Also known by their scientific name Ctenocephalides canis, dog fleas are a specific type of flea that primarily feeds on dog blood. Like other types of fleas, they breed rapidly and can be difficult to get rid of because of their breeding cycles. These fleas are a serious problem that can lead to severe discomfort and even death in certain cases. Getting rid of fleas requires treating the animal, the house, and sometimes the yard to eliminate the infestation. Once the infestation is gone, a pet owner can concentrate on prevention methods like the occasional flea drops.
Female dog fleas can lay up to 4,000 eggs on the dog’s fur, but only after feeding on blood. It takes several weeks for the egg to become an adult that can breed and increase the severity of the infestation. Even if dog fleas are left alone in an area with no sources of food, they can survive for months and then attack the next animal or even human who enters. Cats and humans are not immune to dog fleas; while their preferred meal is dog blood, they will feed on other potential sources of food.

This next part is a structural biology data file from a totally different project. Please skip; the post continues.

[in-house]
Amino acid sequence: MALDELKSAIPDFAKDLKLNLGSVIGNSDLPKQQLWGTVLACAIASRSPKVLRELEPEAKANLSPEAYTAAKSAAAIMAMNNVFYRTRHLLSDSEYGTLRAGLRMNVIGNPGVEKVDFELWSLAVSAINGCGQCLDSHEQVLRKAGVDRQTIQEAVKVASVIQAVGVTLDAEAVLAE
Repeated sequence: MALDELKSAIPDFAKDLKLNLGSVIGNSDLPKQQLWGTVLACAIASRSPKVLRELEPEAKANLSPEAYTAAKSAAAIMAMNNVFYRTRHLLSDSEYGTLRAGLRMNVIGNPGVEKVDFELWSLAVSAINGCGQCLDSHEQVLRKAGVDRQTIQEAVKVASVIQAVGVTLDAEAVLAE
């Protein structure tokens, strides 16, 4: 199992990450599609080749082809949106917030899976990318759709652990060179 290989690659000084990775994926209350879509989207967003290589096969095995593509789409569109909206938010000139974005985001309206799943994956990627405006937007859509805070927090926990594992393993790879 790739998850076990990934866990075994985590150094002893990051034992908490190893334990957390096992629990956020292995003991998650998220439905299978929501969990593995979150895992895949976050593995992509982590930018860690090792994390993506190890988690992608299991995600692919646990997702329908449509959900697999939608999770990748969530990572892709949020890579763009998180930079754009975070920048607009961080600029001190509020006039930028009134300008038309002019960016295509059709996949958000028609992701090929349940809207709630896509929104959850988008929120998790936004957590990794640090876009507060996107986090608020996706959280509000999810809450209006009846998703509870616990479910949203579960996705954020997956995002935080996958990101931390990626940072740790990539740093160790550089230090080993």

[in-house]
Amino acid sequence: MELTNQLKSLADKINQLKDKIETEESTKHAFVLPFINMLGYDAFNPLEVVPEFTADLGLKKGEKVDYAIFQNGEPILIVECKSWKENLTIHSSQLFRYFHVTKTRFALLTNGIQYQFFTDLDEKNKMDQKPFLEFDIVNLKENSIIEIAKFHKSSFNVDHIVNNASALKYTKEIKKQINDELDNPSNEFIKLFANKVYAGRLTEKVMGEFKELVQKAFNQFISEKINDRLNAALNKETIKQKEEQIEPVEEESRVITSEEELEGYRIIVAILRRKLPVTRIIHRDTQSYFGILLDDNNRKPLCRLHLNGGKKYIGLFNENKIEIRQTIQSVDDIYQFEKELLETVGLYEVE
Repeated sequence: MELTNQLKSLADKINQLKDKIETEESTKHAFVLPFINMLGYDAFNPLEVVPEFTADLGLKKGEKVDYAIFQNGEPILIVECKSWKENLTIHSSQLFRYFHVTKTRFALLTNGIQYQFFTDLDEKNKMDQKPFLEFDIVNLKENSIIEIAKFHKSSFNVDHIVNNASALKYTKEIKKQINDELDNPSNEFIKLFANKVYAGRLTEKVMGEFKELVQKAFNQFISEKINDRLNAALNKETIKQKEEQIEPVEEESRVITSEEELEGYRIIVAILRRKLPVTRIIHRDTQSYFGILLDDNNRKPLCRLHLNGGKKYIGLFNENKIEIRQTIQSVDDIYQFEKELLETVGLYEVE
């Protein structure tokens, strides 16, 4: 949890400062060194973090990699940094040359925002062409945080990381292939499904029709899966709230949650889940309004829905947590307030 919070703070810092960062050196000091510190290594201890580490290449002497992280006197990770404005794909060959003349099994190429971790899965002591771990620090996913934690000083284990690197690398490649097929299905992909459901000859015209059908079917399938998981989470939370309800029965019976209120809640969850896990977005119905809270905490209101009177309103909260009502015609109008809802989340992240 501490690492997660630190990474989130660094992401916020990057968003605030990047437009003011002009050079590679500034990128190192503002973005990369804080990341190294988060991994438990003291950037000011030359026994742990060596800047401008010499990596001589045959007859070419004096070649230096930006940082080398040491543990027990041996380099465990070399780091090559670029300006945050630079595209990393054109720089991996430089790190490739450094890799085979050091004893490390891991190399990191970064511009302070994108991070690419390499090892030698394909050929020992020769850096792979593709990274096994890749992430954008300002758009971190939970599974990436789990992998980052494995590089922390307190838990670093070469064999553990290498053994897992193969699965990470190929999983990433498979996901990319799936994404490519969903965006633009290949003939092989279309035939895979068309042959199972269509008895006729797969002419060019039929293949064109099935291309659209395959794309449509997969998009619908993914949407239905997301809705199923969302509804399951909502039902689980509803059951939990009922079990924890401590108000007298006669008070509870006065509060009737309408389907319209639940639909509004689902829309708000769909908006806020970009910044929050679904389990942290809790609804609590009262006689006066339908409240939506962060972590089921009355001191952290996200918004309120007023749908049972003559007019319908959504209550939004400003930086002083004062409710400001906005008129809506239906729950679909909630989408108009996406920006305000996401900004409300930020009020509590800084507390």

The first sign of a pet having dog fleas is frequent itching and biting. After a while of itching, the animal’s skin may become red and inflamed. If the dog fleas attack the pet owner, a rash may develop, in addition to that person experiencing the same stinging and itchiness as his or her animal. In very severe cases, usually limited to puppies or kittens, dog fleas can feed on an animal so much that the animal becomes weak from blood loss. In addition, dog fleas can transmit diseases and tapeworms to a pet, which can be more serious than a moderate or even severe infestation.
It is not enough to treat the animal; the house must also be treated for fleas. If the pet frequently goes outdoors, the yard may also need special flea treatment. Prevention methods like monthly medicated drops should be given to the pet in order to prevent re-infestation in the future. Some people also choose to treat their yards on a regular basis, though this is not necessary in some cases. Many prevention methods for fleas are scientifically proven safe, but all pets should be monitored for signs of irritation or allergies to a new flea control method.